Blanche Catherine Hayes Sansom - early African American School Nurse

Nurse Blanche Hayes Sansom - An early African American Public Health Nurse Leader

 

A tribute to Nurse Sansom is on page 38 of the December 1959 Tar Heel Nurse.

                Throughout the state recently several nurses have received plaudits and recognition in various ways from their own communities where they live and work.  Because accomplishments of an individual nurse reflect honor on the entire profession, we believe all NCSNA members will be interested in the recognition which has come to these nurses.

                Mrs. Blanche Hayes Sansom recently retired after 39 years in public health nursing with the Charlotte Health Department and was the subject of a feature article in the Charlotte Observer.  As senior nurse, Mrs. Sansom was supervisor of midwives and had charge of the birth control clinic.  She was employed by the City of Charlotte in 1920 as its first full-time Negro school nurse.

                On the day of her retirement, the City and County Health Departments paid tribute to her with a party, presents, and speeches.  A former supervisor of public health nurses said of her: “While she climbed in status she never lost contact with her people.  She remained a true humanitarian.”

                Mrs. Sansom sent to members of NCSNA a special message of appreciation for the cards and letters sent to her on her retirement and these gems of wisdom gleamed from nearly 40 years of nursing: “Patients are people; learn to listen – don’t talk too much; and don’t know everything.”

                She is a graduate of St. Agnes Hospital School of Nursing, Raleigh, and had post-graduate work at Columbia University, North Carolina College, and the University of Michigan.

 

The St. Agnes Hospital Training School for Nurses was established in 1895. It was under the care of physicians and was registered in the State of North Carolina. Some of its outstanding graduates include: Blanche Catherine Hayes who graduated from the school in 1910. In August of that year, she was called to Rutherfordton, North Carolina on Green River Plantation to nurse an old colored Mammy. Miss Hayes found work on Green River Plantation very interesting. She was the only person with medical knowledge within 11 miles. Public health nursing was almost unknown in North Carolina at that time, but Miss Hayes did much educational work among the tenants of the plantation. She was later called to nurse the daughter of one governor-elect of North Carolina. In 1919 she did Red Cross nursing in Tarboro,North Carolina. In 1920 she was appointed to the school system in North Carolina as the first colored school nurse. In 1928 she was given a scholarship to do special work at Columbia University by the National Health Circle for Colored People.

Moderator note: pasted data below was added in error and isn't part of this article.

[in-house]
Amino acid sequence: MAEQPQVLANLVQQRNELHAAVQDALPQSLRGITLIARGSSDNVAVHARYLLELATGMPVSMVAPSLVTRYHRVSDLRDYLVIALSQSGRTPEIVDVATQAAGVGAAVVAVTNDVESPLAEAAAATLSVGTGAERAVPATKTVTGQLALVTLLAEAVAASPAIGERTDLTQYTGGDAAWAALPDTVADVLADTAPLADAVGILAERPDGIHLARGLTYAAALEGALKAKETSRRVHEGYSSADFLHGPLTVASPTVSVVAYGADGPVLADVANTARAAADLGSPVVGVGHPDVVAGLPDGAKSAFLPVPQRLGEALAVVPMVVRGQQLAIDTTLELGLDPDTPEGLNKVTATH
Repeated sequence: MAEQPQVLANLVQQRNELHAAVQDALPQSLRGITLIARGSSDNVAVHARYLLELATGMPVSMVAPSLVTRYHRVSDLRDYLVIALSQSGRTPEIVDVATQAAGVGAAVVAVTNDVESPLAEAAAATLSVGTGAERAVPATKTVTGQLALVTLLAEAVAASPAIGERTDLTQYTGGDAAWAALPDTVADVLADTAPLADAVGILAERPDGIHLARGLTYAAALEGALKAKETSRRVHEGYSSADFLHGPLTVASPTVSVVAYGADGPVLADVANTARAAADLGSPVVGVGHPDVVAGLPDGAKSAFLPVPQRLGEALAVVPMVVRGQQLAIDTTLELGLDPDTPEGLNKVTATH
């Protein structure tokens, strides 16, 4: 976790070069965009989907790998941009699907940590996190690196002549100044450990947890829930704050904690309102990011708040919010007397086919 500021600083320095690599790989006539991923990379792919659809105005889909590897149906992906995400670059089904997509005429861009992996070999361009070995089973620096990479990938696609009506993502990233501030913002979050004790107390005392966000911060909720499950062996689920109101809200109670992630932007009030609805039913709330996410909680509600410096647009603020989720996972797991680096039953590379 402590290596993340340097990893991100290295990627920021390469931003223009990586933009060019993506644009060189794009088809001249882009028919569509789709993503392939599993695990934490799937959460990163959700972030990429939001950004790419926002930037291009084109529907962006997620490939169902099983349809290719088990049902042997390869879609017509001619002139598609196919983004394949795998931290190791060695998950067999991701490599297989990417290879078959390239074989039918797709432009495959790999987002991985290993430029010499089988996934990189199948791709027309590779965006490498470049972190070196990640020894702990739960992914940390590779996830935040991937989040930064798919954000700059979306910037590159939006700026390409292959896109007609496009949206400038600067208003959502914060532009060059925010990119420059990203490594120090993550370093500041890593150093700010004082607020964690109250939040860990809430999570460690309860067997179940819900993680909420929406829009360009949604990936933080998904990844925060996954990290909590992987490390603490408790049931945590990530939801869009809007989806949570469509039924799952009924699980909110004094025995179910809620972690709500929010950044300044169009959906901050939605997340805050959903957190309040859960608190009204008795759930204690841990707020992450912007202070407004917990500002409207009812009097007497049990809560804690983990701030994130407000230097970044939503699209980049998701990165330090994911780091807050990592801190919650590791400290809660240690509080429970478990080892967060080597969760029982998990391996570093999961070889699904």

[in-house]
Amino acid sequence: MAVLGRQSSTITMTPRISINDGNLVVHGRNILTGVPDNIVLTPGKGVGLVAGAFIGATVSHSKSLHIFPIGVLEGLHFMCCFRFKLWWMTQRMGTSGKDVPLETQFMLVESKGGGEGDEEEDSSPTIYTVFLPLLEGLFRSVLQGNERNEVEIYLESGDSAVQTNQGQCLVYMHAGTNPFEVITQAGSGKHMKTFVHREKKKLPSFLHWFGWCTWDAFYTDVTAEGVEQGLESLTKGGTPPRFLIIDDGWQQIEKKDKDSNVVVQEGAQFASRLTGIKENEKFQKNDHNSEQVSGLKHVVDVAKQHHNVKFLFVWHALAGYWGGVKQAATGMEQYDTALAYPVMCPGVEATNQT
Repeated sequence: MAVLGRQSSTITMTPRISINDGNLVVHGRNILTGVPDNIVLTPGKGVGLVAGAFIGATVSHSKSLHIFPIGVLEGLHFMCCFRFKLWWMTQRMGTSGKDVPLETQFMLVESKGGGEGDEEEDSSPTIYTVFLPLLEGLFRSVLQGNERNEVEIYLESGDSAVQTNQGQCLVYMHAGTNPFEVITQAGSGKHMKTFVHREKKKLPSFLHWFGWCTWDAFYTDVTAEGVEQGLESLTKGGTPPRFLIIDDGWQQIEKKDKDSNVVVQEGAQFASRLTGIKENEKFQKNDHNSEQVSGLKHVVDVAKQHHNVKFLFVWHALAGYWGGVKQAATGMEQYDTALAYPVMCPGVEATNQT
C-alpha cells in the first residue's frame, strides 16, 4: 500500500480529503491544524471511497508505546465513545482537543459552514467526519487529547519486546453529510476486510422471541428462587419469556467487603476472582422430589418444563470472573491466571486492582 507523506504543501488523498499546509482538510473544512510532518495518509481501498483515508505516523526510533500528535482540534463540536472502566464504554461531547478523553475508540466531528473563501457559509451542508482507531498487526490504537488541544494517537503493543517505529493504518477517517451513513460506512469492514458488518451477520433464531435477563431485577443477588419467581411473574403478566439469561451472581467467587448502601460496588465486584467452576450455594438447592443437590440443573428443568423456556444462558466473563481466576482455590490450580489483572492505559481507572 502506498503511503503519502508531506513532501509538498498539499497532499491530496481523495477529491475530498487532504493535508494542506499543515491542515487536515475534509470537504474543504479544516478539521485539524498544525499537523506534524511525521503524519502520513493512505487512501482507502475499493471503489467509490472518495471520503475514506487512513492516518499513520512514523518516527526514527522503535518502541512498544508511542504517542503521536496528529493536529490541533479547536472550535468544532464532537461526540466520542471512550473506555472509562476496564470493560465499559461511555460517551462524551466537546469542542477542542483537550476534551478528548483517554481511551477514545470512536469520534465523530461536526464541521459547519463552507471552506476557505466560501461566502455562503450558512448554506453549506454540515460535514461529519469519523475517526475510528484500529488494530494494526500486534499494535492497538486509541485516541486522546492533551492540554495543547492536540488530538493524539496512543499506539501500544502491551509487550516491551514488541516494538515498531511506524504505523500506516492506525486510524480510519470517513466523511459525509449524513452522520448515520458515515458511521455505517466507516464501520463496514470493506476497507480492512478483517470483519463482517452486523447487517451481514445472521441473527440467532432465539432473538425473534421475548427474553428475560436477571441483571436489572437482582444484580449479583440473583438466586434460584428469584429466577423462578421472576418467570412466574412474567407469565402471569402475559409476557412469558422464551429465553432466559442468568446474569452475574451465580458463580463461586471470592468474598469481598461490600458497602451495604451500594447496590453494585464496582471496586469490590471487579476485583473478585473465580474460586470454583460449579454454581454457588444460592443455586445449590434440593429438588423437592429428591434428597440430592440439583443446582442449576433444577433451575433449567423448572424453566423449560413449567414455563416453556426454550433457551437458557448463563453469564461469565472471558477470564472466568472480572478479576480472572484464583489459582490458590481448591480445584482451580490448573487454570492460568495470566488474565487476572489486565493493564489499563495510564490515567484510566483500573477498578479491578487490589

$225.00 was used under the colored public health nursing appropriation to pay the salary of Blanche Hayes, a colored registered  nurse attached to the Health Department of Edgecombe County,  immediately under the direction and instruction of Miss Clara Ross, Public Health Nurse for Edgecombe County, for a period of three months. This enabled the Health Department to provide visiting nursing service for the colored patients during the influenza epidemic
of last year. Financing this work was of a temporary nature and was done to demonstrate the usefulness of colored public health nursing and aid the county until funds could be secured to continue the work. Blanche Hayes is now on the staff of the Charlotte Health Department. 

See also the Tar Heel Nurse December , 1952 pg 6.  Mrs. Sansom was recognized at the 50th anniversary celebration of the NCSNA.